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News Links | November 12, 2020

November 12, 2020 by SBCTC Communications

System News | Opinion

LCC's new teacher degree using COVID-19 to turn out prepared graduates

Teachers have had to learn just as much about virtual school as students the past few months, adding an unexpected curriculum section to Lower Columbia College’s new teacher certification degree. However, Bachelors of Applied Science in Teacher Education Program Director, instructor and advisor Ann Williamson said the students have taken it in stride, and the experience could actually make them more prepared teachers in the long run.
The Daily News, Nov. 11, 2020

Peninsula College offering accelerated one-year AA degree

Earn the same degree in half the time. Looking to help peninsula residents juggling careers, family and other commitments who see spending two or more years earning a degree as not a realistic option — and for those with time to spare during the COVID-19 pandemic — Peninsula College is offering an accelerated, fully online associate in arts degree option.
Sequim Gazette, Nov. 11, 2020

Labor unions, colleges promote apprenticeships this week

Colleges and labor unions are working to promote apprenticeships as a way to fill gaps in industries that have a shortage of qualified workers. The U.S. Department of Labor has designated this week as National Apprenticeship Week. Spokane Community College has one of the largest apprenticeship programs in Washington.
Spokane Public Radio, Nov. 11, 2020

Speculation over Biden's education secretary

... The choice to fill cabinet positions, though, can be unpredictable. “I never expected to get a phone call from the Obama transition team,” said former commerce secretary Gary Locke in an interview Tuesday. Locke, who was then the Democratic governor of Washington State and is now interim president of Bellevue College, recalled, “I was the state co-chair of Hillary [Clinton]’s campaign.”
Inside Higher Ed, Nov. 11, 2020

Kitsap needs more COVID-19 testing. Nursing students at Olympic College are joining the effort

Drive-thru testing has come to Olympic College, where test sites open this week staffed by the school’s own nursing students is the latest effort to expand access to COVID-19 testing across the region. The community college has partnered with Kitsap Public Health to start two low-barrier test sites at its Bremerton and Poulsbo campuses, which will operate one day a week throughout November. 
Kitsap Sun, Nov. 10, 2020

Edmonds College awards $1.4 million in CARES Act funding to students

Edmonds College has awarded $1.4 million in federal CARES Act funding to students who are experiencing COVID-19 related financial hardships and are in need of emergency assistance. The one-time, limited assistance is aimed at helping students with rent, food, bills, tuition, course materials, child care, and health care.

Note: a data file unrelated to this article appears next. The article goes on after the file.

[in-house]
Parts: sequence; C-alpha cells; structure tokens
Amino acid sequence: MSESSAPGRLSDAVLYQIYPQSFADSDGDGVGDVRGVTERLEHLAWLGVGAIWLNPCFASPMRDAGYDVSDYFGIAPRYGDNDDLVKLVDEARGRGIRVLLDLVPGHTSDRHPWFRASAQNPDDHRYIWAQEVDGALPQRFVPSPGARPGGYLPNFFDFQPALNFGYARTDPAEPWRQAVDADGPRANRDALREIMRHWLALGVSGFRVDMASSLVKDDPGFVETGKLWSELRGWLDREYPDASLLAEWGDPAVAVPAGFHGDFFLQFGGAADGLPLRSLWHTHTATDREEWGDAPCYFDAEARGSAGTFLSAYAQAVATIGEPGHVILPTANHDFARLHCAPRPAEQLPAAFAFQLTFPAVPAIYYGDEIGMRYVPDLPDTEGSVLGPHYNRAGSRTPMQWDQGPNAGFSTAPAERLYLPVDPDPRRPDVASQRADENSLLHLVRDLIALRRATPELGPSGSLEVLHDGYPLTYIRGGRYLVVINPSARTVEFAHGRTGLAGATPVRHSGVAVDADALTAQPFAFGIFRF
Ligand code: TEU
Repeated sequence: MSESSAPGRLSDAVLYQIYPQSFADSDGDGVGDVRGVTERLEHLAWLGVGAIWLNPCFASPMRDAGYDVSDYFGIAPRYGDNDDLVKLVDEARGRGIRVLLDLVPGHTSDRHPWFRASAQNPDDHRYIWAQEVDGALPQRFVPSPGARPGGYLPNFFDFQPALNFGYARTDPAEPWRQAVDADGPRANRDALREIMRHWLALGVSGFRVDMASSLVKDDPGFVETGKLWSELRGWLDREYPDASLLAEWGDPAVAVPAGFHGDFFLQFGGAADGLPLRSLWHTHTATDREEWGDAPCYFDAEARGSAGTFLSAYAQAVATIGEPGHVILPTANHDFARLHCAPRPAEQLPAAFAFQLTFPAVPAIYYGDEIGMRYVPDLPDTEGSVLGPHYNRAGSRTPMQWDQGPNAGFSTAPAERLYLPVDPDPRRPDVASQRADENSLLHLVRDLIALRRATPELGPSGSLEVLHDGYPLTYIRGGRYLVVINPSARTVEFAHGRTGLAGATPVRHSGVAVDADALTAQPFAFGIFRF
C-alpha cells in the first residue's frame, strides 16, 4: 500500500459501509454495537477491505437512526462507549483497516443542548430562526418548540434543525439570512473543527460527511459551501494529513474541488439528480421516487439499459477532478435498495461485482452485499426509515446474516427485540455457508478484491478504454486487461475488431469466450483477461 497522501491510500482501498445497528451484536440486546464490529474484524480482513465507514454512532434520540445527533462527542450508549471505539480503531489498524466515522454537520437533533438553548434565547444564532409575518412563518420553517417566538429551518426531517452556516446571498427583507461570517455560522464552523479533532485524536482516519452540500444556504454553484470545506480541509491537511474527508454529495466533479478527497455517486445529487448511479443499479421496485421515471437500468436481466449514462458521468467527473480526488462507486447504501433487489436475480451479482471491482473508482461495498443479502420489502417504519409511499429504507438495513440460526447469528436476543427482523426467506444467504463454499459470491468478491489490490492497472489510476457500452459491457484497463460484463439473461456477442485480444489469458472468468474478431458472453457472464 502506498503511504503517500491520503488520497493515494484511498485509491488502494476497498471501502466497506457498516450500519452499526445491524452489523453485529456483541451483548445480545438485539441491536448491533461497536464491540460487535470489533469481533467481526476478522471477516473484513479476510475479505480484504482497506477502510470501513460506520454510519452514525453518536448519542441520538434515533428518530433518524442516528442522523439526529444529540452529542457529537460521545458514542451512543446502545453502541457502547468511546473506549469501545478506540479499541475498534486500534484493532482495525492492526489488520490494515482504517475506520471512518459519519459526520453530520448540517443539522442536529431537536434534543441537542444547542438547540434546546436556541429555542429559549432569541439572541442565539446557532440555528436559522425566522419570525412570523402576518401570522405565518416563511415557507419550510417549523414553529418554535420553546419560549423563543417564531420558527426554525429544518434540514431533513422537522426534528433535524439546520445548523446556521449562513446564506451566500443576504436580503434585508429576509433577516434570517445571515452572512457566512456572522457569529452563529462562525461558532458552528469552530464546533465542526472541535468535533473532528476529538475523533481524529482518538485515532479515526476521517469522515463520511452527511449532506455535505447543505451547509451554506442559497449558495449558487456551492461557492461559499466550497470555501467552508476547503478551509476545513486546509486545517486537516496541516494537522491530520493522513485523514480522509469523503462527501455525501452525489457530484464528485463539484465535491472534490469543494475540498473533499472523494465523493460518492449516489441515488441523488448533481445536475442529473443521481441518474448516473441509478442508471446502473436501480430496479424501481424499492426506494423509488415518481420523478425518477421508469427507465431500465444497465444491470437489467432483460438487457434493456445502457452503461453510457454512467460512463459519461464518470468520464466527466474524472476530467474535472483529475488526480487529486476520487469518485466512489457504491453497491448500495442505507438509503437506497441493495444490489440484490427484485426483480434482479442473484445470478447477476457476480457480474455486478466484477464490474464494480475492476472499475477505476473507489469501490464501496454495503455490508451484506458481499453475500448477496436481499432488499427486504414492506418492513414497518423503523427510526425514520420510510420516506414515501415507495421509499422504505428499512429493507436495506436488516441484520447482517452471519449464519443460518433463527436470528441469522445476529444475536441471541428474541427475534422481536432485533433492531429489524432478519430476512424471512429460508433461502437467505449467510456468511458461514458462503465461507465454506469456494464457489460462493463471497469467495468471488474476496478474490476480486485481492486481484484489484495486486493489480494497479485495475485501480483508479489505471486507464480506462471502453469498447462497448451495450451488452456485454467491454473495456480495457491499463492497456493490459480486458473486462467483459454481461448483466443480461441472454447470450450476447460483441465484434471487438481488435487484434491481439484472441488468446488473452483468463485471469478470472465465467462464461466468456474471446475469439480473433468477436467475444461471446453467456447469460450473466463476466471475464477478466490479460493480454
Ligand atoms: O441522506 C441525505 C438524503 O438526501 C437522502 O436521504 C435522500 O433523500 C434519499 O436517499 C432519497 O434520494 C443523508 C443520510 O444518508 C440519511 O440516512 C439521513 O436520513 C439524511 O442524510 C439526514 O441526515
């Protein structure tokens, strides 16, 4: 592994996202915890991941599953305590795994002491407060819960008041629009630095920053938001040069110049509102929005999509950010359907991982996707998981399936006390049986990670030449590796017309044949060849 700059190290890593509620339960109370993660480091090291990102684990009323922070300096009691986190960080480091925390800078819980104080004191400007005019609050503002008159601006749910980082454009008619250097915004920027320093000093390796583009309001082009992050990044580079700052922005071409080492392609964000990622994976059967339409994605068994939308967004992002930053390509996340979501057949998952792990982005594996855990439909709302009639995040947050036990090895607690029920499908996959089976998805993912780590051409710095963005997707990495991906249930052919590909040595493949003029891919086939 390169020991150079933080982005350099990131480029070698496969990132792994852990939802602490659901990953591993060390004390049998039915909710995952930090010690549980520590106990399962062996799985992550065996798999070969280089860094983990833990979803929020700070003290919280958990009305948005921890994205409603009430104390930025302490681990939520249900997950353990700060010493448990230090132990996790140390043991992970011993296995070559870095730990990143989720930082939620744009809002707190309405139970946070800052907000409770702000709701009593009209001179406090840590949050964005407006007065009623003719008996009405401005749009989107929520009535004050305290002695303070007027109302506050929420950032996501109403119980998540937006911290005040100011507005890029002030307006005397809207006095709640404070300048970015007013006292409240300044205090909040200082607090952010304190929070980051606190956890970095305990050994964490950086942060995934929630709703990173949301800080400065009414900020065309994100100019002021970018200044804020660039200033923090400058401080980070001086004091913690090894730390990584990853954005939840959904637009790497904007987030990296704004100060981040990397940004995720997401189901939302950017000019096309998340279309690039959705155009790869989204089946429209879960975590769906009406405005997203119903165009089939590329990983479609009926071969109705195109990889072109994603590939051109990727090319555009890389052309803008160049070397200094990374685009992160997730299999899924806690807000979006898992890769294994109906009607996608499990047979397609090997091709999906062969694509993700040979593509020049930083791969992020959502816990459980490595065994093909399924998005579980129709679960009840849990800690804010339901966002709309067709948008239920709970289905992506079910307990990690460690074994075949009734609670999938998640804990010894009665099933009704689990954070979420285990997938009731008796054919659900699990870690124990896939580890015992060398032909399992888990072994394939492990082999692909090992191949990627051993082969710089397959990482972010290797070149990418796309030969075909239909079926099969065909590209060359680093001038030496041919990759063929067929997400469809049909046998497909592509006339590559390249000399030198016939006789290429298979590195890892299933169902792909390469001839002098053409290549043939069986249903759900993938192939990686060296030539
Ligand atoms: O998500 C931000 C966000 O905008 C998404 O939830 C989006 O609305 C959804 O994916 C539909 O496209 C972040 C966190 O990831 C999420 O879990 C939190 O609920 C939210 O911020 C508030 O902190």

MLT News, Nov. 10, 2020

Edmonds College extending remote operations through at least March 19

Edmonds College announced Monday that it will extend its remote operations and continue to serve students and the community virtually through at least March 19, 2021 — with the exception of a few hands-on, on-campus classes. While the college has remained open during the COVID-10 pandemic, it has been offering most classes and services virtually online.
Lynnwood Today, Nov. 9, 2020

Trends | Horizons | Education

Big enrollment drops among all races

Sharp drops in fall enrollments among Native American, Black and Hispanic community college freshmen are near 30%, according to updated data from the National Student Clearinghouse (NSC) Research Center. ... Community colleges still show the sharpest drop among freshmen (-18.9%), almost 19 times the pre-pandemic loss rate, according to the center. Public four-year institutions declined -10.5% and private nonprofit four-year institutions dropped -8.5%.
Community College Daily, Nov. 12, 2020

Disability as diversity

According to the Centers for Disease Control and Prevention, about 26 percent of people in the United States have a disability. That includes both visible disabilities, such as many mobility impairments, and hidden ones, such as psychosocial or emotional conditions. But some research shows college students with disabilities have lower graduation and retention rates than their peers without disabilities.
Inside Higher Ed, Nov. 12, 2020

Politics | Local, State, National

The Biden presidency and international education

... President Donald Trump’s defeat is likely to usher in a new era for international higher education after four years when those working in the field found themselves on the defensive. “The past four years have been one of the most challenging periods in the history of our field, during which international educators have shown unparalleled strength and resilience,” Esther D. Brimmer, CEO and executive director of NAFSA: Association of International Educators said in a statement on the election results.
Inside Higher Ed, Nov. 12, 2020

Last Modified: 11/12/20 2:46 PM
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